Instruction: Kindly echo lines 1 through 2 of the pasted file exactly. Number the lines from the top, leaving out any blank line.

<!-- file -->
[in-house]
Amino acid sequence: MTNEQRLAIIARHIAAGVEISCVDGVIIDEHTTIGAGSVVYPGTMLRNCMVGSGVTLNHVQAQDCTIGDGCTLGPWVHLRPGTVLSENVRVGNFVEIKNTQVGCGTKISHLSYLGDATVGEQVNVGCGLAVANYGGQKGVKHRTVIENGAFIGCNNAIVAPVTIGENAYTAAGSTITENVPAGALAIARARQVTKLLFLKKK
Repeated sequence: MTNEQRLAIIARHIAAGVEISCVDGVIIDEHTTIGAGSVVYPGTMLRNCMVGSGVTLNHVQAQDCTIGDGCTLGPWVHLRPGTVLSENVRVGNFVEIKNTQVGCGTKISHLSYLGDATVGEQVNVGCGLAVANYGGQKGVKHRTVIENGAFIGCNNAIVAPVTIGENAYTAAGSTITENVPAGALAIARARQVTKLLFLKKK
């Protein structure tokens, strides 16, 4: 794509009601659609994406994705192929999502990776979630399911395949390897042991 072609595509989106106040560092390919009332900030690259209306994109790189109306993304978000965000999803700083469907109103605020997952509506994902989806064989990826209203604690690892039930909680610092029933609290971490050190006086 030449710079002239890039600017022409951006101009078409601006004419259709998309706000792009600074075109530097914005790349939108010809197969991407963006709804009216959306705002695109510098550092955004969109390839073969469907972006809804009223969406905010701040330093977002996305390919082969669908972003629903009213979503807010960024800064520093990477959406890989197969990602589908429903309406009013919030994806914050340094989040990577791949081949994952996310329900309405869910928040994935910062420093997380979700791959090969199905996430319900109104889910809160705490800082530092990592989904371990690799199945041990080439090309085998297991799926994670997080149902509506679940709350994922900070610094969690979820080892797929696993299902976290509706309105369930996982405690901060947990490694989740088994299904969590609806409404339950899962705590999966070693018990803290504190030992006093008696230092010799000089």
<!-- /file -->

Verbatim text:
[in-house]
Amino acid sequence: MTNEQRLAIIARHIAAGVEISCVDGVIIDEHTTIGAGSVVYPGTMLRNCMVGSGVTLNHVQAQDCTIGDGCTLGPWVHLRPGTVLSENVRVGNFVEIKNTQVGCGTKISHLSYLGDATVGEQVNVGCGLAVANYGGQKGVKHRTVIENGAFIGCNNAIVAPVTIGENAYTAAGSTITENVPAGALAIARARQVTKLLFLKKK